‘Oppenheimer’: Should Emily Blunt Get an Oscar Nod for Her Wife Role?


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May 23, 2024

‘Oppenheimer’: Should Emily Blunt Get an Oscar Nod for Her Wife Role?

PHONE ACTING Blunt’s role plays like the Greatest Hits of clichéd, oft-mocked scenes given to the wife in a serious movie. Yet her acting is SO GOOD. We don’t know how to feel about it! Senior Editor,


Blunt’s role plays like the Greatest Hits of clichéd, oft-mocked scenes given to the wife in a serious movie. Yet her acting is SO GOOD. We don’t know how to feel about it!

Senior Editor, Obsessed

This is a preview of our pop culture newsletter The Daily Beast’s Obsessed, written by editor Kevin Fallon. To receive the full newsletter in your inbox each week, sign up for it here.

It is a story that is foundational to every religious belief that I hold sacred and true, that guides how I live and lead every day. A prophet named Moses (Paltrow-Martin) ascended (the steps of) Mount Sinai (Hospital in New York), where God (Oprah Winfrey) presented him with a tablet (iPad mini) bearing the Ten Commandments.

The list of principles are unimpeachable: Thou shalt have no other God before me, unless she is Beyoncé. Thou shalt not turn into a meeting that which could have been an email. Honor thy Daddy (Andy Cohen) and thy Mother (Nicole Kidman). And, of course, the one that is most personal to me: Thou shalt not see any movie that is over two hours long, because there ain’t no reason for that nonsense.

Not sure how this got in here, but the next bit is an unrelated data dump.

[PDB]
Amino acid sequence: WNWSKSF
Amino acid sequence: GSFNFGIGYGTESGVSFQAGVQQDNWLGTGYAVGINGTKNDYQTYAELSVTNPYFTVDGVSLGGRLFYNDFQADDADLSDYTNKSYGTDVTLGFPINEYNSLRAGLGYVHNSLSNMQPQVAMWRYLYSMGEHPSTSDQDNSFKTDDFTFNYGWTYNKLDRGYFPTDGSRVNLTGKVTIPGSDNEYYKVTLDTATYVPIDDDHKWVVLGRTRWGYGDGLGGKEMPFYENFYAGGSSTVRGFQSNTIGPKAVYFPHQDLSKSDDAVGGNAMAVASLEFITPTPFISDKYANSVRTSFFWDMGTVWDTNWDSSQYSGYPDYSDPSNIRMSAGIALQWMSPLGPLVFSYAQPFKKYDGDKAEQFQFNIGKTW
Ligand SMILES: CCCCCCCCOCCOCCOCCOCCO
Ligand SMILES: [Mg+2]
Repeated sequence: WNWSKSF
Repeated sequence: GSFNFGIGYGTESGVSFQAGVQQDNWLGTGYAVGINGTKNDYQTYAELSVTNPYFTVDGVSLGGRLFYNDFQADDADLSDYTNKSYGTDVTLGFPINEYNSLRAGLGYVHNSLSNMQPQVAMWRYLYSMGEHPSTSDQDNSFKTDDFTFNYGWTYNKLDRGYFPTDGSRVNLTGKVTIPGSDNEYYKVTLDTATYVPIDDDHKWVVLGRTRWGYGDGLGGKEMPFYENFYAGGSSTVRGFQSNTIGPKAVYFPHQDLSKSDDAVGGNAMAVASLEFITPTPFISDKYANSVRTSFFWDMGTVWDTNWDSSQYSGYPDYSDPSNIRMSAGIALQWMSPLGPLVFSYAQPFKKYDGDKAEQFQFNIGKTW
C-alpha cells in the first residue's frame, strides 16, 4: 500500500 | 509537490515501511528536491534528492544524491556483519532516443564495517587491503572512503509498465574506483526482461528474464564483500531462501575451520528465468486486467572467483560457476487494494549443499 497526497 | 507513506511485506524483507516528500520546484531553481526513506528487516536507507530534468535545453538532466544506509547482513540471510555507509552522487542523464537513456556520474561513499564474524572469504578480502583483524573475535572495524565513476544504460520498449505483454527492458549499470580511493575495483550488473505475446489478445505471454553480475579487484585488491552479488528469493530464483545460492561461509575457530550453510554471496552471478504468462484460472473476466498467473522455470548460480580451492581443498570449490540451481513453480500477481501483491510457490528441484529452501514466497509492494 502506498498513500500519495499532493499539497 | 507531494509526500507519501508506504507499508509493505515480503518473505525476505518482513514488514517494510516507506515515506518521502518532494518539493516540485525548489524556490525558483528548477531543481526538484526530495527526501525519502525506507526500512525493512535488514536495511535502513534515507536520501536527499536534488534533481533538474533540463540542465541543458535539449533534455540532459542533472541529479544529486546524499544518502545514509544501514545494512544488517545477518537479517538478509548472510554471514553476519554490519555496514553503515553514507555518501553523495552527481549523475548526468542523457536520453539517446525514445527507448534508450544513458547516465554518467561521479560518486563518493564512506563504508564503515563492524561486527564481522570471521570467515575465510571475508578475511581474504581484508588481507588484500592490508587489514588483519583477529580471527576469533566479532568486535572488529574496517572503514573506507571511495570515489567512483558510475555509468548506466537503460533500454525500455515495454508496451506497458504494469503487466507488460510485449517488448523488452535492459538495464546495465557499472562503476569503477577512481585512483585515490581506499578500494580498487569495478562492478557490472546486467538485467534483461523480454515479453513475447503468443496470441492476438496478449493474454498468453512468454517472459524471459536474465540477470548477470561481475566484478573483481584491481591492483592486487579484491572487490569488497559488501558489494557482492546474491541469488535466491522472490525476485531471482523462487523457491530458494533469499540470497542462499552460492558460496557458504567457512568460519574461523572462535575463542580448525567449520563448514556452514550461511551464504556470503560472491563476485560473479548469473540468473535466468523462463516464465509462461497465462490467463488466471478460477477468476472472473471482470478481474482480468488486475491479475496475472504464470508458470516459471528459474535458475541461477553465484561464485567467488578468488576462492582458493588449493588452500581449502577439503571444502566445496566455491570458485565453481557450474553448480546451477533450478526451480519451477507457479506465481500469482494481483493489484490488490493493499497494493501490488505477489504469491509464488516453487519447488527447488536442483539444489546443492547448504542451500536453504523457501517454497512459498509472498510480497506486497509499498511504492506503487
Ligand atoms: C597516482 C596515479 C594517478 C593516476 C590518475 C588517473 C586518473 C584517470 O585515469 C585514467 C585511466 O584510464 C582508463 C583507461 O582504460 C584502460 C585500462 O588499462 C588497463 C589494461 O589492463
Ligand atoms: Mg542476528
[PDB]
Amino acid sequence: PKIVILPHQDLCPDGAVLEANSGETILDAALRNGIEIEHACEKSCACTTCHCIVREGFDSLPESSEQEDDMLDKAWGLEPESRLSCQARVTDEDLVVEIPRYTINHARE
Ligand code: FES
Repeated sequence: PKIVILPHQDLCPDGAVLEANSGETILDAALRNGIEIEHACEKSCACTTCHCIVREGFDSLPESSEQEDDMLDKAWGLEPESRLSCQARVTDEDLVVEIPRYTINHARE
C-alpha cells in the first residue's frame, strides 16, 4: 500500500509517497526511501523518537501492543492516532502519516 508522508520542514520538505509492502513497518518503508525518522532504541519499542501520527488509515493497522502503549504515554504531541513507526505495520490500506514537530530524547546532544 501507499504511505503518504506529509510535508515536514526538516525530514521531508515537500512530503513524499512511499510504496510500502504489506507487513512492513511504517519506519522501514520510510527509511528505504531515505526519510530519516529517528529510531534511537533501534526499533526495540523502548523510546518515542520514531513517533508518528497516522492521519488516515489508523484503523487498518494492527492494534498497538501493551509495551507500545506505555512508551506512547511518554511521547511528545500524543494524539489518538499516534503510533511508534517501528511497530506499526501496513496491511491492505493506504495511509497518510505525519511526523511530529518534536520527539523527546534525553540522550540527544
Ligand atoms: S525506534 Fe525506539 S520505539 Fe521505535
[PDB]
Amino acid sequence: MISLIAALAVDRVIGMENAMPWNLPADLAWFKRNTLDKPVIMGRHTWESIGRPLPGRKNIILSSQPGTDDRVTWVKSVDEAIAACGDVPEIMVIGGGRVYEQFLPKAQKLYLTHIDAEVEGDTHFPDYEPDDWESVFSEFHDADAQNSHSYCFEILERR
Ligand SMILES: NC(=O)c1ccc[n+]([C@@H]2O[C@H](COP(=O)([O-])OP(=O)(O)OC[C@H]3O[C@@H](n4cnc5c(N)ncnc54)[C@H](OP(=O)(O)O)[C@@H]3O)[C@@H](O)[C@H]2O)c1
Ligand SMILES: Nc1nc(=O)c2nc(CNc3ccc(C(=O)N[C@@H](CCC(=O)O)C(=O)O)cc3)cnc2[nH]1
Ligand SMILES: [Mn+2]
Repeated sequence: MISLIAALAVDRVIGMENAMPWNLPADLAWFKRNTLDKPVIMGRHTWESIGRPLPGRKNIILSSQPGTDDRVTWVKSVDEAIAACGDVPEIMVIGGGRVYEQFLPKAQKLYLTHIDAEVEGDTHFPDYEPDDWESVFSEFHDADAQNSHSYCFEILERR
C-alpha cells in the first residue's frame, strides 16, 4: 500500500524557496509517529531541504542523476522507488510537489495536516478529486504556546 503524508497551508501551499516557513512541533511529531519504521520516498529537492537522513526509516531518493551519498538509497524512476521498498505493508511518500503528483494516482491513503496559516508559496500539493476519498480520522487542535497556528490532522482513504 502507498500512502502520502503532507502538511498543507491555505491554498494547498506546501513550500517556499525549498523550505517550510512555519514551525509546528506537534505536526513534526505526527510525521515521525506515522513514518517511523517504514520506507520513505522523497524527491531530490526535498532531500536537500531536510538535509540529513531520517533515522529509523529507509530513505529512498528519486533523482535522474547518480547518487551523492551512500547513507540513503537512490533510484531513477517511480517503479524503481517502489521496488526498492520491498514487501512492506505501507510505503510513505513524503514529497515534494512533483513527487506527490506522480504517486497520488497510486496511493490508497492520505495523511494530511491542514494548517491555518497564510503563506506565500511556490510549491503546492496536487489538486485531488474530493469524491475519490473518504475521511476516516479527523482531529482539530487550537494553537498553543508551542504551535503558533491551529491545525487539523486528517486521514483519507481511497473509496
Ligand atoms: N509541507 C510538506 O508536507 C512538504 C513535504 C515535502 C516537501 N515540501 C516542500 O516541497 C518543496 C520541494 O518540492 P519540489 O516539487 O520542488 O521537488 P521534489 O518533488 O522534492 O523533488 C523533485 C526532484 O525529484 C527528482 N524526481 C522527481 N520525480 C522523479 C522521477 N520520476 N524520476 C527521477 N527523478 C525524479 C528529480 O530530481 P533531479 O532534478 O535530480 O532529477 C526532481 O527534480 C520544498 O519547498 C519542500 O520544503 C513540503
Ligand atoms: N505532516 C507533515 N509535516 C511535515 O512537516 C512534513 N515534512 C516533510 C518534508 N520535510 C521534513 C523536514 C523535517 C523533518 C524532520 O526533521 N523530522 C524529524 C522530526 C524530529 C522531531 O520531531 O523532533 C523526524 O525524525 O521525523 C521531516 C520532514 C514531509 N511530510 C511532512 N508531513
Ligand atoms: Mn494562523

Well, forgive me Daddy, because I’ve been a bad boy forgive me Father, for I have sinned. I saw Christopher Nolan’s new film Oppenheimer, in spite of the fact that its runtime is three hours, thus violating a core religious belief. Adding to the heresy: I loved it.

We have several pieces at The Daily Beast’s Obsessed detailing what it is about the film that is so good—read ’em all!—but the thing that I’ve been harping on this past week (beyond, you know, the intense trauma and message of the atomic bomb sequence) is the casting.

Cillian Murphy, a tiny-waisted Irish king with cheekbones that can cut through a movie screen, is exactly who I want to spend three hours staring at in IMAX. Aside from the smattering of big names in the most prominent roles—Robert Downey Jr., Matt Damon, Florence Pugh—I was obsessed with the endless experience of “Hey, it’s that guy, from that thing!” that the film delivered with its parade of familiar character actors in the supporting cast. Mostly, though, I’m fascinated by the casting of Emily Blunt.

Blunt plays Katherine “Kitty” Oppenheimer, the wife of Murphy’s so-called “father of the atomic bomb,” J. Robert Oppenheimer. Kitty is ostensibly the film’s female lead, though still very much a supporting character. In fact, she’s so much of a supporting character, she epitomizes every cliché of the long-suffering wife in an Oscar-baiting film. The underwritten female role in a male-dominated “serious” movie, that a major Hollywood actress is supposed to be satisfied with, despite its meagerness: It’s a long-standing film tradition, but one that, in recent years, has been scrutinized and mocked. (There are some hilarious TikToks skewering these kinds of roles.)

There are few substantial female characters in Oppenheimer, and their material is sorely lacking when compared to what the boys get to do in the movie. Pugh’s entire character arc as Jean Tatlock is to, essentially, flash her boobies three times and then die. (It’s history, not a spoiler.) Olivia Thirlby shows up at the Los Alamos research center and delivers a few ultimately ironic lines about wanting to do more meaningful work, despite being a woman. Inevitable complaints about the presence and portrayal of women in Nolan’s movie are undeniable.